The primary purpose of this study was to evaluate acceptability by new mothers of postpartum depression (PPD) screening and education about community resources by hospital-based perinatal nurses. A secondary purpose was to determine further screening for PPD that women received by community providers in the first few weeks after birth.Methods:
The study design was descriptive. As per standard practice on the unit, all new mothers were screened for depression the night before hospital discharge using the Edinburgh Postnatal Depression Scale (EPDS). New mothers identified as high risk for depression by EPDS scores greater than or equal to 10 (n = 75) and a comparison group of mothers at low risk for depression with EPDS scores less than 10 (n = 26) were recruited from an academic health sciences center. Participants were contacted by telephone 2 to 4 weeks later and asked about the acceptability of screening for depression and education about community resources by hospital-based perinatal nurses, as well as if they had received further screening for depression by community providers. Descriptive and correlational statistics were used to analyze data.Results:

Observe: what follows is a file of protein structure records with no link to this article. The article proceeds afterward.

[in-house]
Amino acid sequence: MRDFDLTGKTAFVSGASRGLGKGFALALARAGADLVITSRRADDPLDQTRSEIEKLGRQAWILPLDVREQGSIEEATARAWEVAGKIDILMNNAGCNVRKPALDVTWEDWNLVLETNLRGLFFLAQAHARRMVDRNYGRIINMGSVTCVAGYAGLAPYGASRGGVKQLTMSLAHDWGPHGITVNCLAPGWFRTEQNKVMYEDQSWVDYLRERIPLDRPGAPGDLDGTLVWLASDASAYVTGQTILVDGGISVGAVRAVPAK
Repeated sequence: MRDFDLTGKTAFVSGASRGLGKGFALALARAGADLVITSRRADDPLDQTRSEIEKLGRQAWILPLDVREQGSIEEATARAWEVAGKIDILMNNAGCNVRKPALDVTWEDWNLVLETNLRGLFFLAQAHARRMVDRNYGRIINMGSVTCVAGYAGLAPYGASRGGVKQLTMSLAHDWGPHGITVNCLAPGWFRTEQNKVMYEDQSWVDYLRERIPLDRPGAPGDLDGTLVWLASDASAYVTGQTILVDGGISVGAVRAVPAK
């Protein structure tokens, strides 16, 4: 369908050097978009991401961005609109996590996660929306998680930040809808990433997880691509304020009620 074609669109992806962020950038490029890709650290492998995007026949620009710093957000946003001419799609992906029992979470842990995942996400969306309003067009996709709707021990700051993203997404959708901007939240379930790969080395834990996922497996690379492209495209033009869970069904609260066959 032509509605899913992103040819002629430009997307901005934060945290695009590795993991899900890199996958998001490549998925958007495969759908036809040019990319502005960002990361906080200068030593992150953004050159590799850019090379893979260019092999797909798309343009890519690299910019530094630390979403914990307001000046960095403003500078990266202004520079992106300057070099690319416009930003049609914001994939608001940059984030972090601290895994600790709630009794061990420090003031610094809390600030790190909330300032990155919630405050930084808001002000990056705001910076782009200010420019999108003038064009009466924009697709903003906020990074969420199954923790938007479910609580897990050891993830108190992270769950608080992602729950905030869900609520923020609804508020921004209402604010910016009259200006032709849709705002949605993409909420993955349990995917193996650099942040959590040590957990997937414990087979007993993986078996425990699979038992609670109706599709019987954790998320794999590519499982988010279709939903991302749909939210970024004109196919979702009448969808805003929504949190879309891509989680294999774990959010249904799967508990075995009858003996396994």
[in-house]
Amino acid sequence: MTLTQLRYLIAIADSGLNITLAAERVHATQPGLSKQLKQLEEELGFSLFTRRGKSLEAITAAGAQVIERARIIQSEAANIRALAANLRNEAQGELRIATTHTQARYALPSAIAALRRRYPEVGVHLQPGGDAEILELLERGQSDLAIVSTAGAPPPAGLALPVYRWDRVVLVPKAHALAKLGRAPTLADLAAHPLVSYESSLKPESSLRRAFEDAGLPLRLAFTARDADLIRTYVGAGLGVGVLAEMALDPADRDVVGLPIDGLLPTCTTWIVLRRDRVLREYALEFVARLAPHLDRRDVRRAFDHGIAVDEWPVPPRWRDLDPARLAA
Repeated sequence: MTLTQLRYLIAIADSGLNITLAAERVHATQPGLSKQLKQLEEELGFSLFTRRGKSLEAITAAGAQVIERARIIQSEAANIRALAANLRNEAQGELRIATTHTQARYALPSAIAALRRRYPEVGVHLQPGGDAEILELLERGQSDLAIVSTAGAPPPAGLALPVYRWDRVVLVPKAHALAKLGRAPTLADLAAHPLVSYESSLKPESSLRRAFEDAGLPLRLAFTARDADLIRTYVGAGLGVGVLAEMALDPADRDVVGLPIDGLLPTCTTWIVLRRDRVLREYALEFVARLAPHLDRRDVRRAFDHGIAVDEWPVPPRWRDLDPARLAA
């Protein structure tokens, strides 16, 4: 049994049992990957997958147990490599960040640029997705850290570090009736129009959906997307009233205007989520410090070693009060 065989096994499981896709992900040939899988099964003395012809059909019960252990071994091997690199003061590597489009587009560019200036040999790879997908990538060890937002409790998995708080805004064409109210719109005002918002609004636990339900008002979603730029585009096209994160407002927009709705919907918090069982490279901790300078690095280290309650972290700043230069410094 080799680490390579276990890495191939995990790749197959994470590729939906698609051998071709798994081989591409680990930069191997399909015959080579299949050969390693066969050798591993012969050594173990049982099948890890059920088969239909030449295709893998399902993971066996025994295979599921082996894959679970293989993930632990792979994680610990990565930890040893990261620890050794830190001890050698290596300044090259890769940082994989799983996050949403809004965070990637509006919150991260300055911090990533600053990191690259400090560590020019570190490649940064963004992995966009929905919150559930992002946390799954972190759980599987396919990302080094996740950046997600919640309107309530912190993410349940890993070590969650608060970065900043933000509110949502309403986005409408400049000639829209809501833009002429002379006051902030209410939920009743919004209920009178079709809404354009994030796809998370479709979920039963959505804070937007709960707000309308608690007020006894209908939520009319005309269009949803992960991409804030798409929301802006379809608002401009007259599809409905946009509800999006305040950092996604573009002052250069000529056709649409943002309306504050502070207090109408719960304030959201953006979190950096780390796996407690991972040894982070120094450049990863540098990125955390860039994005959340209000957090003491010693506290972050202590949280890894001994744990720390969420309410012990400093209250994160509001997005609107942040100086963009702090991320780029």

The majority of new mothers found it acceptable to be screened for depression and educated about community resources by hospital-based perinatal nurses. Many new mothers were not asked about depressive symptoms by community providers. There was no significant correlation between demographics and depression risk.Clinical Implications:
New mothers viewed depression screening and receiving information on community resources as a positive part of their care. Communication between inpatient and community caregivers should be improved so that new mothers can benefit from seamless depression assessment, evaluation, and treatment.